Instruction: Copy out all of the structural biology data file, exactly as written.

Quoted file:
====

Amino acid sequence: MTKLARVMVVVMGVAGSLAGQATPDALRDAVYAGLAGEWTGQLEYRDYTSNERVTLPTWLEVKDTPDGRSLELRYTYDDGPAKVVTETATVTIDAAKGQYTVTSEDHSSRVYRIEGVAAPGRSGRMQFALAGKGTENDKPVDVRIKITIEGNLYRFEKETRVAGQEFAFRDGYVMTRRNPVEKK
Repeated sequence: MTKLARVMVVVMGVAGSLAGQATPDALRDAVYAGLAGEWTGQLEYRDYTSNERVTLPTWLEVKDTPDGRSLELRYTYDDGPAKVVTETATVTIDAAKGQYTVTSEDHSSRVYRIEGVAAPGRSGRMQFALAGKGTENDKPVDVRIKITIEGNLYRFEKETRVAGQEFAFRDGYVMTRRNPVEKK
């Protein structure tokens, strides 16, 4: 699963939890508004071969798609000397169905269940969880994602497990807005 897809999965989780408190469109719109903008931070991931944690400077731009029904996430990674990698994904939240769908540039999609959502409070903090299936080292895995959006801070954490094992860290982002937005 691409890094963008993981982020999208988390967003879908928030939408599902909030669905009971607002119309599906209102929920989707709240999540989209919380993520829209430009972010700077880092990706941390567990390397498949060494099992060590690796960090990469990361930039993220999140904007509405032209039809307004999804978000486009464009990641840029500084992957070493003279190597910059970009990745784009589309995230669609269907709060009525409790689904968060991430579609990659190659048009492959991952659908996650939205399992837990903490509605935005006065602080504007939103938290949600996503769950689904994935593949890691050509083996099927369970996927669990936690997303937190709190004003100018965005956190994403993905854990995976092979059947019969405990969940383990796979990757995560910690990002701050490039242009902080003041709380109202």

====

Amino acid sequence: MTKLARVMVVVMGVAGSLAGQATPDALRDAVYAGLAGEWTGQLEYRDYTSNERVTLPTWLEVKDTPDGRSLELRYTYDDGPAKVVTETATVTIDAAKGQYTVTSEDHSSRVYRIEGVAAPGRSGRMQFALAGKGTENDKPVDVRIKITIEGNLYRFEKETRVAGQEFAFRDGYVMTRRNPVEKK
Repeated sequence: MTKLARVMVVVMGVAGSLAGQATPDALRDAVYAGLAGEWTGQLEYRDYTSNERVTLPTWLEVKDTPDGRSLELRYTYDDGPAKVVTETATVTIDAAKGQYTVTSEDHSSRVYRIEGVAAPGRSGRMQFALAGKGTENDKPVDVRIKITIEGNLYRFEKETRVAGQEFAFRDGYVMTRRNPVEKK
């Protein structure tokens, strides 16, 4: 699963939890508004071969798609000397169905269940969880994602497990807005 897809999965989780408190469109719109903008931070991931944690400077731009029904996430990674990698994904939240769908540039999609959502409070903090299936080292895995959006801070954490094992860290982002937005 691409890094963008993981982020999208988390967003879908928030939408599902909030669905009971607002119309599906209102929920989707709240999540989209919380993520829209430009972010700077880092990706941390567990390397498949060494099992060590690796960090990469990361930039993220999140904007509405032209039809307004999804978000486009464009990641840029500084992957070493003279190597910059970009990745784009589309995230669609269907709060009525409790689904968060991430579609990659190659048009492959991952659908996650939205399992837990903490509605935005006065602080504007939103938290949600996503769950689904994935593949890691050509083996099927369970996927669990936690997303937190709190004003100018965005956190994403993905854990995976092979059947019969405990969940383990796979990757995560910690990002701050490039242009902080003041709380109202």